Problem C: Ideas
A unique feature of ideas is that they are not consumed when used. A
good idea can benefit arbitrarily many people without diminishing the
value of the idea. An idea can even serve as the basis for creative
people to derive even better ideas. Each person relies on a specific
set of ideas to build on and create new ideas.
In order to realize these benefits, ideas need to be communicated to
the people who use them. People have developed an extensive worldwide
communication network to satisfy this need. The network is composed
of a series of tubes connecting people. The tubes are inhabited by
curious creatures called packets which carry ideas from one person to
another. In order to avoid collisions between packets, the tubes are all
unidirectional. Each person can have zero or more incoming and zero or
more outgoing tubes.
All of the packets start at the same person, and each packet follows
the following algorithm:
- Learn and remember the ideas created by the current person.
- If there are no outgoing tubes from the current person, stop
executing the algorithm.
- Otherwise, choose an arbitrary outgoing tube and use it to
travel to a new person.
- Tell the new person all of the ideas that he or she needs from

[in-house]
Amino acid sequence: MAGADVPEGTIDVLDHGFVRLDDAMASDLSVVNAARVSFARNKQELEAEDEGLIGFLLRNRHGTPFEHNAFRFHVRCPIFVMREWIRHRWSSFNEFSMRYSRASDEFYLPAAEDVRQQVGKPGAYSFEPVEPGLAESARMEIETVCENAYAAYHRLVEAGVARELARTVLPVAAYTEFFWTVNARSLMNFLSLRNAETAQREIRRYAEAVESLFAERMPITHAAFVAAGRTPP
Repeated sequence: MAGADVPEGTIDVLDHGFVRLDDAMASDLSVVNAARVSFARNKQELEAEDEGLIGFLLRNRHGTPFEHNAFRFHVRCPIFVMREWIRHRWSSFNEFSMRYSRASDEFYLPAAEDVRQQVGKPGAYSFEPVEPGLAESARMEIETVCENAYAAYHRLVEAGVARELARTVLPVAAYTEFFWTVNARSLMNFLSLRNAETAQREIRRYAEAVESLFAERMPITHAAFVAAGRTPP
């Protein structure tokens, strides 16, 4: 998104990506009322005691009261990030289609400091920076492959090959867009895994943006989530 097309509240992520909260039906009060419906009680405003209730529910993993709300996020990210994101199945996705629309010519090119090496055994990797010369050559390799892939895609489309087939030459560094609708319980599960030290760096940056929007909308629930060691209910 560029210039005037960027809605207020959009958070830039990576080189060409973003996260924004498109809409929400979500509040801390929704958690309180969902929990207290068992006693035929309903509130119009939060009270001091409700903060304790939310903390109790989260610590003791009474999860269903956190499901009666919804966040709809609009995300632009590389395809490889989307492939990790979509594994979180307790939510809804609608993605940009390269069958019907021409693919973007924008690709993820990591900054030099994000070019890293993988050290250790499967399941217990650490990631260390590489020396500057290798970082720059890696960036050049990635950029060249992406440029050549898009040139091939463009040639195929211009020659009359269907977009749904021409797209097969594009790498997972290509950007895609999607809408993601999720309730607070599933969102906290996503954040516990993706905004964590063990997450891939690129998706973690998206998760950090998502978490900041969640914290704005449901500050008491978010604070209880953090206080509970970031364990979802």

- Go back to step 1.
The input data is such that it is possible for a packet to reach
every person from person 0, and whenever a person P relies on a given
idea, every path a packet could have taken to reach P will have
visited at least one person who created that idea. It is possible
for more than one person to independently create the same idea.
To ease the strain on each packet, you would like to minimize the number
of ideas that it remembers at any given time by directing the
packet to forget certain ideas in certain tubes. However, in so doing,
you must ensure that no matter what path the packet takes, every time it
visits a person, the packet knows all of the ideas that the person needs.
The first line of input contains a single integer, the number of test
cases to follow. Each test case begins with a line containing three
integers N, M, I, the number of people, tubes, and ideas,
respectively. Each of these integers is between 1 and one thousand,
inclusive. People are numbered from 0 to N-1, ideas from 0 to I-1.
All of the packets start at person 0.
2N lines follow, two lines for each person in order from 0 to N-1.
Each of these lines contains some number of integers separated by spaces.
For each person, the first line lists the ideas that the person
needs, and the second line lists the ideas that the person creates.
A given idea will never appear on both lines for the same person.
M more lines follow, each describing a tube using two integers:
the source and destination person of the tube.
3 3 2
For each test case, output M lines, each corresponding to one
of the tubes in the same order as in the input. For each tube,
output a list of integers: the minimal set of ideas the
packet must have in its memory when travelling through the
given tube. Output the ideas in each set in increasing order.
Output for Sample Input
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